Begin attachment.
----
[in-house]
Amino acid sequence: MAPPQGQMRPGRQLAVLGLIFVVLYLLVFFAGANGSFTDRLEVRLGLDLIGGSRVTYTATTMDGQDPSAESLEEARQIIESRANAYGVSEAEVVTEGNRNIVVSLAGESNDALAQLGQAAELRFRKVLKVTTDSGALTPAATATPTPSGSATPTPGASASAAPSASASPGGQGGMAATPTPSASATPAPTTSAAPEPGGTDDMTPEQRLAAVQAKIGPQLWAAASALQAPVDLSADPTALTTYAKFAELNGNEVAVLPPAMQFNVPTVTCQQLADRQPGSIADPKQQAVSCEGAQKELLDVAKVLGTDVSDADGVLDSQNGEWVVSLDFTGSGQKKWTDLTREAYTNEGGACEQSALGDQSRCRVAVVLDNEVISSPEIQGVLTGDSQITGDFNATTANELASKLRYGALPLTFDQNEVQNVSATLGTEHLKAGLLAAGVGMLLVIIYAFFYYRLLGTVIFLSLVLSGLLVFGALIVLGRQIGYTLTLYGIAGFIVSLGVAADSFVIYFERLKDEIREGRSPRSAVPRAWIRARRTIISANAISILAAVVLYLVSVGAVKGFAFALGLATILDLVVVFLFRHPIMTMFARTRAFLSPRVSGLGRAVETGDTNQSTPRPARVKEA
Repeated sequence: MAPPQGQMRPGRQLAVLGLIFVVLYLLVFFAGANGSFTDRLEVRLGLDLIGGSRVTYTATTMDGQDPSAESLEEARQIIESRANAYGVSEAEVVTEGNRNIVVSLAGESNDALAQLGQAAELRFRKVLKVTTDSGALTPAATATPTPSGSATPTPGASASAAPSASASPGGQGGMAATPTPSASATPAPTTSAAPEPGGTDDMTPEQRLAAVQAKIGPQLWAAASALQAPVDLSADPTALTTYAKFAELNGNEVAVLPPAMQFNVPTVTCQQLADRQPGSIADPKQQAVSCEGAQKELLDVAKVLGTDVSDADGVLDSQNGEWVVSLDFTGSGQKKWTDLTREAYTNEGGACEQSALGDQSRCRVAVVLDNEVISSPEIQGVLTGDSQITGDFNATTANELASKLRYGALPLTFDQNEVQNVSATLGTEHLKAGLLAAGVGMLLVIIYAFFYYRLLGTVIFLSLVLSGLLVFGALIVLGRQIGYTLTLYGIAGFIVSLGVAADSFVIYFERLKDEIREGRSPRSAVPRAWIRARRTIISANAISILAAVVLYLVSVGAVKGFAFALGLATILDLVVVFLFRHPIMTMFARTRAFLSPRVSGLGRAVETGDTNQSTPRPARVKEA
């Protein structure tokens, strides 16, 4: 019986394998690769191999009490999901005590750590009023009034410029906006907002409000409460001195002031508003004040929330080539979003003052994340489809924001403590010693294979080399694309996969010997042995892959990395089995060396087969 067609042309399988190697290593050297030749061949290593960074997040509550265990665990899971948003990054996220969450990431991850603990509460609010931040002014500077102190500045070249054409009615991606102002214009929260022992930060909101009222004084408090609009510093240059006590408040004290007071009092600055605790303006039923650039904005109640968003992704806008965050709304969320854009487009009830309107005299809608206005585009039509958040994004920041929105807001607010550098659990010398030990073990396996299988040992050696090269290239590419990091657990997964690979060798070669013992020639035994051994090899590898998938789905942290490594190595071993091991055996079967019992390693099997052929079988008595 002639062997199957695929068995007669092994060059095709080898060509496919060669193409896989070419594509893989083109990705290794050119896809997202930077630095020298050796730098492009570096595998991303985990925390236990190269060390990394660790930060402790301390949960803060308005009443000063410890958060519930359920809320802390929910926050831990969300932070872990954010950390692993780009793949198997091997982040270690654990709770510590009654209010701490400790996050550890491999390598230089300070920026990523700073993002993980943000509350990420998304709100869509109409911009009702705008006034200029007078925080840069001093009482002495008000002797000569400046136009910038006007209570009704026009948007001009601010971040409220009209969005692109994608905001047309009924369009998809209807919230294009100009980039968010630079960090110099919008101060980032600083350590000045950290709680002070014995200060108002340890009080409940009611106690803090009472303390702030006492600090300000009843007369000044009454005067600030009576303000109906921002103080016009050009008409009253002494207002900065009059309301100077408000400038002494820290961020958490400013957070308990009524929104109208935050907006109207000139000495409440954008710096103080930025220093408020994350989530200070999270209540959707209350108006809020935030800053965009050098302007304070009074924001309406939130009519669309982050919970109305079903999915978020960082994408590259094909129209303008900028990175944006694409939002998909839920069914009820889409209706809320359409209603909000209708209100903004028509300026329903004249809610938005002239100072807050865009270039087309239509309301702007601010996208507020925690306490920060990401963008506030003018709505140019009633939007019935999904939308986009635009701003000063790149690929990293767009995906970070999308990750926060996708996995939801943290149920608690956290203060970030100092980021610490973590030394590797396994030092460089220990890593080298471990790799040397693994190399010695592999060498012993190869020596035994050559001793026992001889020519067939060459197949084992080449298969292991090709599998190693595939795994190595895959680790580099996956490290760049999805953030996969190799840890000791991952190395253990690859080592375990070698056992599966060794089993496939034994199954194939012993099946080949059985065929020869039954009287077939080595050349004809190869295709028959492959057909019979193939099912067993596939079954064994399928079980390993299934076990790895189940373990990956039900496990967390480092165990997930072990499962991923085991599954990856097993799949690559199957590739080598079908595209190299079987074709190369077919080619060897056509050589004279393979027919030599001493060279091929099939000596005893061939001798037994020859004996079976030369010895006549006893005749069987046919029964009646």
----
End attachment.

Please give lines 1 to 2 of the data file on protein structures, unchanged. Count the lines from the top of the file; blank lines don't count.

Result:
[in-house]
Amino acid sequence: MAPPQGQMRPGRQLAVLGLIFVVLYLLVFFAGANGSFTDRLEVRLGLDLIGGSRVTYTATTMDGQDPSAESLEEARQIIESRANAYGVSEAEVVTEGNRNIVVSLAGESNDALAQLGQAAELRFRKVLKVTTDSGALTPAATATPTPSGSATPTPGASASAAPSASASPGGQGGMAATPTPSASATPAPTTSAAPEPGGTDDMTPEQRLAAVQAKIGPQLWAAASALQAPVDLSADPTALTTYAKFAELNGNEVAVLPPAMQFNVPTVTCQQLADRQPGSIADPKQQAVSCEGAQKELLDVAKVLGTDVSDADGVLDSQNGEWVVSLDFTGSGQKKWTDLTREAYTNEGGACEQSALGDQSRCRVAVVLDNEVISSPEIQGVLTGDSQITGDFNATTANELASKLRYGALPLTFDQNEVQNVSATLGTEHLKAGLLAAGVGMLLVIIYAFFYYRLLGTVIFLSLVLSGLLVFGALIVLGRQIGYTLTLYGIAGFIVSLGVAADSFVIYFERLKDEIREGRSPRSAVPRAWIRARRTIISANAISILAAVVLYLVSVGAVKGFAFALGLATILDLVVVFLFRHPIMTMFARTRAFLSPRVSGLGRAVETGDTNQSTPRPARVKEA